Electronic Frontier Foundation


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Electronic Frontier Foundation

The Electronic Frontier Foundation (EFF) is a nonprofit organization that seeks to increase the understanding of civil liberties and other legal issues in cyberspace, or what it calls the electronic frontier. Concerned with preserving the principles embodied in the U.S. Constitution and Bill of Rights, EFF defends the rights of computer users, network users, and members of the online community.

Widely recognized for its expertise in legal matters related to computer networks and electronic media, EFF has become a leading resource for those seeking to better understand the complex issues associated with new communications technology. As part of its civil liberties mission, EFF seeks to ensure that the creators of electronic communications have the same political freedoms as the creators of newspapers, books, journals, and other traditional media.

EFF was founded on July 10, 1990, by Mitchell D. Kapor, the founder of Lotus Development Corporation and ON Technology, and John Perry Barlow, a writer and lyricist. Kapor and Barlow formed the organization after becoming alarmed by what they saw as misguided and unconstitutional actions by state and federal law enforcement officials against individual computer users. Initial funding for EFF came from Kapor, Steve Wozniak, cofounder of Apple Computer, and other computer and technology entrepreneurs.

Among EFF's first efforts were the defense of several hackers, or computer enthusiasts, in cases brought by the government. EFF has continued to sponsor lawsuits when it has felt that individuals' online civil liberties have been violated. EFF also submits advisory reports, called Amicus Curiae briefs, to courts and arranges for the charitable donation of attorneys' services for individuals who cannot afford their own legal counsel.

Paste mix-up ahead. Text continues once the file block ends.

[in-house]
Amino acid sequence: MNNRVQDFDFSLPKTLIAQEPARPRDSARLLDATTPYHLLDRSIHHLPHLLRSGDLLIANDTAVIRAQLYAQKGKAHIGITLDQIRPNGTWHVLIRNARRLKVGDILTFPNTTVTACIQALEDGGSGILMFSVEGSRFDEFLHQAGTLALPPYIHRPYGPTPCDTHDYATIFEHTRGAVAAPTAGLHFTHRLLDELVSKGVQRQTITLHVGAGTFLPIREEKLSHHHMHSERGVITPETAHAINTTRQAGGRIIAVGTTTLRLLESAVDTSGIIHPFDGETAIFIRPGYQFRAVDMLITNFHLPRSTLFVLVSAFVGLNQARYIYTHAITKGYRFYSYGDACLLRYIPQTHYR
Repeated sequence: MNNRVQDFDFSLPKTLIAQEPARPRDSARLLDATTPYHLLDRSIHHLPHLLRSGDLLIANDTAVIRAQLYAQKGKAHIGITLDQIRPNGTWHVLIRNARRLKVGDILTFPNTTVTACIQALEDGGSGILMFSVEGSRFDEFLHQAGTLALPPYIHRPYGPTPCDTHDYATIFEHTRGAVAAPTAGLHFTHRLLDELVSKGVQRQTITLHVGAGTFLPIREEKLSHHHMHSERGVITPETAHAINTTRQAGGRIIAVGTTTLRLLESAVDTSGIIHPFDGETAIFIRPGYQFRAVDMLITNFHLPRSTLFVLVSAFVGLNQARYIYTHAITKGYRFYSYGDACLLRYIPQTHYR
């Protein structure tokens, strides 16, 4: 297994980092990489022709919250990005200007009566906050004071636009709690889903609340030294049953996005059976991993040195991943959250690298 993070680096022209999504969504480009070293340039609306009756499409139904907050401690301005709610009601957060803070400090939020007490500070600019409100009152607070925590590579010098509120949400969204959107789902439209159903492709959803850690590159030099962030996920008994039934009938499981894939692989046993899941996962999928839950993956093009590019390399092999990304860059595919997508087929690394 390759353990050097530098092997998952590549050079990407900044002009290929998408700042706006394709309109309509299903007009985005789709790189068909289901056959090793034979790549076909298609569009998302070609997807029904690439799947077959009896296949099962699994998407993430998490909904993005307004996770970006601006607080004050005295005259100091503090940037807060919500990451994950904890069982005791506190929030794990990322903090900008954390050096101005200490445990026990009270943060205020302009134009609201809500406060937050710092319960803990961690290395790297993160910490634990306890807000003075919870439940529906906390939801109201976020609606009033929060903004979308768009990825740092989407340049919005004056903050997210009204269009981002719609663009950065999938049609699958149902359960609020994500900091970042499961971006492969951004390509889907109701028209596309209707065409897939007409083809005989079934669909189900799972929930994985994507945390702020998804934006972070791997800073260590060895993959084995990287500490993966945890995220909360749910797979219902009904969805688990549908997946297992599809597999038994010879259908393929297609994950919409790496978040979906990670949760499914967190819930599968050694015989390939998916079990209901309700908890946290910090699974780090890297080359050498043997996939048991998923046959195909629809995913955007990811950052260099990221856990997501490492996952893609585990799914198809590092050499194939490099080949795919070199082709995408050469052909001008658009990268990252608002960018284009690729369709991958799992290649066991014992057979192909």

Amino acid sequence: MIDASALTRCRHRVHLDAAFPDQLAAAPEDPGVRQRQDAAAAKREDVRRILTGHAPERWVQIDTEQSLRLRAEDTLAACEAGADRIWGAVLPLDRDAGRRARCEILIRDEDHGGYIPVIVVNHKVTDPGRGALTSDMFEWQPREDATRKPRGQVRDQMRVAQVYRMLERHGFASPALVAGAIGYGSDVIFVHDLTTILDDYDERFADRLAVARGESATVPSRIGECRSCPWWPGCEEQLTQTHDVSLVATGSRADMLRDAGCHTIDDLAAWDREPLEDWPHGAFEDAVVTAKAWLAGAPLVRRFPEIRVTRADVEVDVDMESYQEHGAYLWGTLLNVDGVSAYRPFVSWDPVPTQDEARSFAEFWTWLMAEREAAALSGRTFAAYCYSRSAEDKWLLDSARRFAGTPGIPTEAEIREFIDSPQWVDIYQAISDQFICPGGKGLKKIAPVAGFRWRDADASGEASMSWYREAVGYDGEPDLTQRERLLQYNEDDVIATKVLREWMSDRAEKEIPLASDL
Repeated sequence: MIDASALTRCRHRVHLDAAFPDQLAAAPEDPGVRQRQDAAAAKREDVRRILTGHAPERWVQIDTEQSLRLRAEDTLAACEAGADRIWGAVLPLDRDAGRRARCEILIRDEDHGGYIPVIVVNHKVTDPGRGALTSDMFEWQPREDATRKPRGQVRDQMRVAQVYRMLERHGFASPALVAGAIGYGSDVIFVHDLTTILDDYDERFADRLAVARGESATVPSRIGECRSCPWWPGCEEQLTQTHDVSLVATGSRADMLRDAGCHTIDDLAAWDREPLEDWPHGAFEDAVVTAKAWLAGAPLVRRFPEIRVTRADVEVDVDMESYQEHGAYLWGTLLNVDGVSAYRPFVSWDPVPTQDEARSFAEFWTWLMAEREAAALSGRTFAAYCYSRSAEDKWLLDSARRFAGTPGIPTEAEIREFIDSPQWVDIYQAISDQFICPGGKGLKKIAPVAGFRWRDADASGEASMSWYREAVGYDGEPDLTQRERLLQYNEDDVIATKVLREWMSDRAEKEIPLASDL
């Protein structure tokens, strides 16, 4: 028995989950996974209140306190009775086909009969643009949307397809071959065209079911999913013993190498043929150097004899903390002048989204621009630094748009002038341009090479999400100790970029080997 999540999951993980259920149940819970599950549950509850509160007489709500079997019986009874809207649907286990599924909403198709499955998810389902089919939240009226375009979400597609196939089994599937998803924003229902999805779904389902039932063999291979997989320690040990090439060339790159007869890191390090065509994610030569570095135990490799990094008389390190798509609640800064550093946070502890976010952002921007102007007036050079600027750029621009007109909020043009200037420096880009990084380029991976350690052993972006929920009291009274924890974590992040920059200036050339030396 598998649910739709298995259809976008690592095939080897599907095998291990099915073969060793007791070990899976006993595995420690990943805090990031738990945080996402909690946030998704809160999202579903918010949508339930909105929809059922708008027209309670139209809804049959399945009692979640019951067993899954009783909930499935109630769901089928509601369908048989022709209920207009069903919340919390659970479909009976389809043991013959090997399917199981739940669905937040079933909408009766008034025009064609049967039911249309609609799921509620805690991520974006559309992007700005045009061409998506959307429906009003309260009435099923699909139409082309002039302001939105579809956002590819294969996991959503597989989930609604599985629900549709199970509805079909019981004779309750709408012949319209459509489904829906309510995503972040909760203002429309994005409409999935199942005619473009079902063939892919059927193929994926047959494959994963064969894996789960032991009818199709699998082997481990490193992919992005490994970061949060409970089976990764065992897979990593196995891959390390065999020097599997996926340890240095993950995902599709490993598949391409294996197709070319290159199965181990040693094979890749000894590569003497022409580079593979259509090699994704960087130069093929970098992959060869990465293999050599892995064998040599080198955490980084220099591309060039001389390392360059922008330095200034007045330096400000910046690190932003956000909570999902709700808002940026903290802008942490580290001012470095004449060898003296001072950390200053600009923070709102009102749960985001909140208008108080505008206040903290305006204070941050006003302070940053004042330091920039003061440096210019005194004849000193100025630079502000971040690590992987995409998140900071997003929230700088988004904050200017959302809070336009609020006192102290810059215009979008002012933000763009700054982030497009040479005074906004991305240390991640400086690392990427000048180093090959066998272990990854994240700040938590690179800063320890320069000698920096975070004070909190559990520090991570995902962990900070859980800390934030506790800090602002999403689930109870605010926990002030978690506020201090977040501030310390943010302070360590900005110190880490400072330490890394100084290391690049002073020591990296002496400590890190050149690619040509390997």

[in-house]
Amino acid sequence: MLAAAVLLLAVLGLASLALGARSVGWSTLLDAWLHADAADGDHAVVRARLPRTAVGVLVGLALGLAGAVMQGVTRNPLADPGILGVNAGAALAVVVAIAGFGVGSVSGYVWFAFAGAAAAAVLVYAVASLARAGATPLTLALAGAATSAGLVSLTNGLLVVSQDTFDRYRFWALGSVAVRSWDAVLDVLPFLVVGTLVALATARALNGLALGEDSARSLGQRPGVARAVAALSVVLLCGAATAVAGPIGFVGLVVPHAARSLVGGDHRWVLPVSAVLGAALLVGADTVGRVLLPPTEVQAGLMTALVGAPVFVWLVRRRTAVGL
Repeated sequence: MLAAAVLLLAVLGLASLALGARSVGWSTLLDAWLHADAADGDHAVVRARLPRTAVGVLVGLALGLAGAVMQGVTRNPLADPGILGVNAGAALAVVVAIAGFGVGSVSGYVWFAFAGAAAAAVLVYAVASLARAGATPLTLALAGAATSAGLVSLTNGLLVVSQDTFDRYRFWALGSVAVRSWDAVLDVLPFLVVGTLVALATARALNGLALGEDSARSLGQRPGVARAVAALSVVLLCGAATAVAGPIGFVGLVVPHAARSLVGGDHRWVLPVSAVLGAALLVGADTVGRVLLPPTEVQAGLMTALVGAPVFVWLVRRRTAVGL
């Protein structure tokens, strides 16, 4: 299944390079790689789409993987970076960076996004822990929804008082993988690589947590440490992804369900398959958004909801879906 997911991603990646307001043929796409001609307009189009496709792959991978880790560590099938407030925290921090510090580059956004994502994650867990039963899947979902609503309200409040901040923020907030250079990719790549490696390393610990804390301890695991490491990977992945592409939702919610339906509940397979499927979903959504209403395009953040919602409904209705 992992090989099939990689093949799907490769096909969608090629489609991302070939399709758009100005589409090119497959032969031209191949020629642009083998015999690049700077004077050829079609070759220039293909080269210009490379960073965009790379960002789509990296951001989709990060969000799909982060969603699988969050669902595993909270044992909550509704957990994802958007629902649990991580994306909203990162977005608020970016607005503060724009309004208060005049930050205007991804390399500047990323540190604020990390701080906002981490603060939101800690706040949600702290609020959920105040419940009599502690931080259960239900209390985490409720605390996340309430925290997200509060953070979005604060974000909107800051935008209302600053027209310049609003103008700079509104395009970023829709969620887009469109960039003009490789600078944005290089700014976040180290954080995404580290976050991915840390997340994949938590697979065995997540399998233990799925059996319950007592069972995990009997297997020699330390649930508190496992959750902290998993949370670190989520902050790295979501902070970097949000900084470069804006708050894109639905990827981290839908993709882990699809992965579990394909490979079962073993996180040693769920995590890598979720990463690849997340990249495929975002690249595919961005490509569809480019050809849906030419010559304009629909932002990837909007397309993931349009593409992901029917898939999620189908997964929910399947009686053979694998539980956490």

As part of its effort to promote laws that better accommodate new technology, EFF monitors legislation and lobbies for changes in the law. It also creates and distributes legal analyses to companies, utilities, governments, and other organizations, and it maintains a free telephone hotline for use by those in the online community who have questions regarding their legal rights. EFF runs a speakers' bureau, which disseminates the organization's views to law enforcement organizations, attorneys' associations, universities, and other groups.

EFF promotes improved intellectual property laws, including patent and Copyright laws, for electronic media. It also encourages the creation of policies that will promote the distribution of electronic information by public and private providers. EFF sponsors summits and working groups that bring together people from business, government, education, and nonprofit organizations.

Specific proposals advanced by EFF include a "common carriage" approach to free speech on electronic networks. Under a common-carrier scheme, network providers must carry all speech, regardless of its content, but are not liable for the actions of users. EFF has called for an electronic freedom-of-information act to allow broader public access to information, and it has set forth specific proposals that promote wider access to computer networks such as the Internet.